Question: There's some notion that no one cares about the gravity waves discovery. How do we as scientists, & communicators, underscore why people should care about basic science discoveries? They tend not to matter in the moment, but only over the long term.
Andrew Maynard answered on 13 Feb 2016:
I tend to think about science communication/engagement as having three dimensions: enrichment, education, and empowerment.
The enrichment comes through the thrill of learning and understanding new stuff, and expanding our sense of what it means to be humans and individuals in the the world/universe we live in. Here, basic discoveries like gravitational waves (and the science and engineering behind the discovery) can have a visceral, pit of the stomach impact for some that can be deeply meaningful to some – and I think scientists – like artists – have a social role in enriching lives in this way.
But this isn’t for everyone. Education is more practical, and provides a tool set for increasing personal and community (Social) value – principle, education (whether formal, informal, or however it happens) is foundational to fulfillment and progress. The outcomes of basic science may not always have an immediate practical impact. But the process, and the components (how to devise an instrument that can measure gravitational waves for instance) can have a plethora of practical educational/learning outcomes.
Then there’s empowerment, which overlaps with education, but goes beyond it. To me, empowerment is providing people with the means to influence their own futures – individually as well as socially. Basic research, if we’re not careful, can be counter-empowering to those that aren’t intimately involved in it – creating sledge and power divides and hierarchies. Yet there are ways in which citizens can be engaged in science and discovery that gives them a voice in what is done, how it is done, and how it impacts their lives, that can lead to even basic science being a socially collaborative and valuable effort.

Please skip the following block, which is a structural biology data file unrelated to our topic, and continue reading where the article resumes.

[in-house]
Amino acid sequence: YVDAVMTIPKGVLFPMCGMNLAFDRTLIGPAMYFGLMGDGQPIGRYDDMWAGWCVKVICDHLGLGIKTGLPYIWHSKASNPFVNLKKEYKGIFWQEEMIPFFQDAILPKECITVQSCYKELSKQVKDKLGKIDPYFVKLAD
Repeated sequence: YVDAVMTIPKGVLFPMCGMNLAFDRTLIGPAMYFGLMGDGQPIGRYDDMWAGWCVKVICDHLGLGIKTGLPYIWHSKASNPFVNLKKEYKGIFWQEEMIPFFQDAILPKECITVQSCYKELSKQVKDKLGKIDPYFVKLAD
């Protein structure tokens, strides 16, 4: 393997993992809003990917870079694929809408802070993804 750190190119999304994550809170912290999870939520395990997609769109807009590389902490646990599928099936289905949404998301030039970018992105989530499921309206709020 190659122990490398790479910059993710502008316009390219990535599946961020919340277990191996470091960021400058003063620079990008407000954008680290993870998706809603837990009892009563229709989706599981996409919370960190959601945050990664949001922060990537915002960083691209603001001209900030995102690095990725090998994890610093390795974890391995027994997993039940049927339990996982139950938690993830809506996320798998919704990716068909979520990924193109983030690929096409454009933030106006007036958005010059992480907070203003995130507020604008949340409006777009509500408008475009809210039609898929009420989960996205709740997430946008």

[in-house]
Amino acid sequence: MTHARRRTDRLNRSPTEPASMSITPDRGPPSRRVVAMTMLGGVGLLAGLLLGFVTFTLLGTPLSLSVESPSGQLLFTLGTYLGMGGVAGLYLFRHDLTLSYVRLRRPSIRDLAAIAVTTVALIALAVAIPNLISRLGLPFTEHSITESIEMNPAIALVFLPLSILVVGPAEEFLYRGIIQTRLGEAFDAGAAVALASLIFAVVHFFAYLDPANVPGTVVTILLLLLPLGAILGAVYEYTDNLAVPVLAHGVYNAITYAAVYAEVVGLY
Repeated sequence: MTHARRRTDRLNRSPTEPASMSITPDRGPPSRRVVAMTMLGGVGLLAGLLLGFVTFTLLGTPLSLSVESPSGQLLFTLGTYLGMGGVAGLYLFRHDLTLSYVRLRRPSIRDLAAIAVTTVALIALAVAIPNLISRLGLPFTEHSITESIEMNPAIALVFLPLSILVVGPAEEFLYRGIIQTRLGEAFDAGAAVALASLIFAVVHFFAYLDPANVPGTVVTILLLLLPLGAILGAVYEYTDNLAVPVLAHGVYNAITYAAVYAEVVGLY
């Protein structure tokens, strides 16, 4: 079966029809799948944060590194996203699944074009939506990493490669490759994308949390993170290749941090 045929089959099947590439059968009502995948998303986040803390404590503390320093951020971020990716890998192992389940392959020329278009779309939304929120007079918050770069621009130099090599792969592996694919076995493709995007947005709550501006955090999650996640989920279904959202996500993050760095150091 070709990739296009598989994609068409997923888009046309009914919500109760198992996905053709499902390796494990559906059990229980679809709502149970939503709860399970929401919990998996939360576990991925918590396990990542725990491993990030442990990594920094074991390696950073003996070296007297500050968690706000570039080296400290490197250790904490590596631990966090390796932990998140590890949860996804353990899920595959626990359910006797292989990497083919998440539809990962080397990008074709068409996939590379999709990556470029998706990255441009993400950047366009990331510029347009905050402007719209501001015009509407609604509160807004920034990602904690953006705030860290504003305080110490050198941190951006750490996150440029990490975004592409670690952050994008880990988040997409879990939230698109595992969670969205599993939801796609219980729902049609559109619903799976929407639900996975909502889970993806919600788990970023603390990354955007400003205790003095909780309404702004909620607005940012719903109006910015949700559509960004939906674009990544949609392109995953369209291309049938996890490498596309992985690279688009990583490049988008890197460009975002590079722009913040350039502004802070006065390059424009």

This idea of giving citizens a voice through science engagement and communication is tough to approach through the lens of basic research – but that doesn’t mean it’s not important. Especially where that research impacts communities that are marginalized.
The context of gravitational wave research, there are no easy answers here, apart from to say that, just because influential scientists think that something is important, doesn’t give them the right to marginalized the voices of others who they fear (quite possibly erroneously) may not agree with them…
Lindsay Hunter answered on 13 Feb 2016:
From the excitement on Twitter surrounding the #LIGO announcement, I think it’s hard to say that *no one* cares, but yes, I see your point. Most of the excitement in these instances comes from scientists and lay who are already convinced of the important role that science plays in our lives. For the rest of the population, for which this is a harder sell, I think it is important to realize that we need to find ways to make such discoveries or confirmation of basic science principles relevant to their lives. Most of the “explainers” I’ve seen are about confirmation of black holes and the like. Most people thought we already had good evidence of those. This is a failing of the way that we convey science in our schools. Many textbooks present basic science as being known and set in stone, so it is hard to communicate nuances later. We need to change the way that we present science without fearing that this will lead to mistrust.